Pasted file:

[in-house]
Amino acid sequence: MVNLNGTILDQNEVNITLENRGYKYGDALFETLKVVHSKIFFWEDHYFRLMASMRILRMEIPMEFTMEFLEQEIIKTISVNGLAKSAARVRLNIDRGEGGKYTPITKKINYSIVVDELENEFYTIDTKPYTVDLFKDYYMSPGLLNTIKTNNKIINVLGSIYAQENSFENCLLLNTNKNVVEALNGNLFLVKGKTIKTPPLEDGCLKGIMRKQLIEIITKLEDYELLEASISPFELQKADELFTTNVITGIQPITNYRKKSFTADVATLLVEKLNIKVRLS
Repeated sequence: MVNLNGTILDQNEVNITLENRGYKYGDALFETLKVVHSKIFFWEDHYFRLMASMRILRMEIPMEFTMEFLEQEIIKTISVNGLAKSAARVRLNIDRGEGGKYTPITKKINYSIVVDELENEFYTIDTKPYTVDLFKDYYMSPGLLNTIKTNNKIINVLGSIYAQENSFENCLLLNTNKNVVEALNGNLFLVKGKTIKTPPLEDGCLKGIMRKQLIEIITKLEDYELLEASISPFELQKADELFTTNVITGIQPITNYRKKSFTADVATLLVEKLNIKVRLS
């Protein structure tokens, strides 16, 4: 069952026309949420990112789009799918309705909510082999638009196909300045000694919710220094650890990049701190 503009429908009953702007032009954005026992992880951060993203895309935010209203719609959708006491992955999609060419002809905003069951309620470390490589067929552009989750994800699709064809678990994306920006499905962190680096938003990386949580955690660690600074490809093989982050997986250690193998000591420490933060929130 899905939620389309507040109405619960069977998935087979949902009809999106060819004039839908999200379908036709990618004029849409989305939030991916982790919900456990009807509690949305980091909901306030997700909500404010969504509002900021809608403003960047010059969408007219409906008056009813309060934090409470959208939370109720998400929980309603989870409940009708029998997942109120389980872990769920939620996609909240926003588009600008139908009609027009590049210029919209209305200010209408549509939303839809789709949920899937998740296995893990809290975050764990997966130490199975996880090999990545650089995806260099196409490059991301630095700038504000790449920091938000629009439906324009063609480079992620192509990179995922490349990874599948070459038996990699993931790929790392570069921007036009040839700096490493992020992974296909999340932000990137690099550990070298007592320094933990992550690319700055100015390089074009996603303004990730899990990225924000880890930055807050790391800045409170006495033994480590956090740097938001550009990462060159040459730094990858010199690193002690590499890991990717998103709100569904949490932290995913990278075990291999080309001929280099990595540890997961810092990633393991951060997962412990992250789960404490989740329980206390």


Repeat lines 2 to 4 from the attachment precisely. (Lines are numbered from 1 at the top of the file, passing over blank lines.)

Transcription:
Amino acid sequence: MVNLNGTILDQNEVNITLENRGYKYGDALFETLKVVHSKIFFWEDHYFRLMASMRILRMEIPMEFTMEFLEQEIIKTISVNGLAKSAARVRLNIDRGEGGKYTPITKKINYSIVVDELENEFYTIDTKPYTVDLFKDYYMSPGLLNTIKTNNKIINVLGSIYAQENSFENCLLLNTNKNVVEALNGNLFLVKGKTIKTPPLEDGCLKGIMRKQLIEIITKLEDYELLEASISPFELQKADELFTTNVITGIQPITNYRKKSFTADVATLLVEKLNIKVRLS
Repeated sequence: MVNLNGTILDQNEVNITLENRGYKYGDALFETLKVVHSKIFFWEDHYFRLMASMRILRMEIPMEFTMEFLEQEIIKTISVNGLAKSAARVRLNIDRGEGGKYTPITKKINYSIVVDELENEFYTIDTKPYTVDLFKDYYMSPGLLNTIKTNNKIINVLGSIYAQENSFENCLLLNTNKNVVEALNGNLFLVKGKTIKTPPLEDGCLKGIMRKQLIEIITKLEDYELLEASISPFELQKADELFTTNVITGIQPITNYRKKSFTADVATLLVEKLNIKVRLS
């Protein structure tokens, strides 16, 4: 069952026309949420990112789009799918309705909510082999638009196909300045000694919710220094650890990049701190 503009429908009953702007032009954005026992992880951060993203895309935010209203719609959708006491992955999609060419002809905003069951309620470390490589067929552009989750994800699709064809678990994306920006499905962190680096938003990386949580955690660690600074490809093989982050997986250690193998000591420490933060929130 899905939620389309507040109405619960069977998935087979949902009809999106060819004039839908999200379908036709990618004029849409989305939030991916982790919900456990009807509690949305980091909901306030997700909500404010969504509002900021809608403003960047010059969408007219409906008056009813309060934090409470959208939370109720998400929980309603989870409940009708029998997942109120389980872990769920939620996609909240926003588009600008139908009609027009590049210029919209209305200010209408549509939303839809789709949920899937998740296995893990809290975050764990997966130490199975996880090999990545650089995806260099196409490059991301630095700038504000790449920091938000629009439906324009063609480079992620192509990179995922490349990874599948070459038996990699993931790929790392570069921007036009040839700096490493992020992974296909999340932000990137690099550990070298007592320094933990992550690319700055100015390089074009996603303004990730899990990225924000880890930055807050790391800045409170006495033994480590956090740097938001550009990462060159040459730094990858010199690193002690590499890991990717998103709100569904949490932290995913990278075990291999080309001929280099990595540890997961810092990633393991951060997962412990992250789960404490989740329980206390």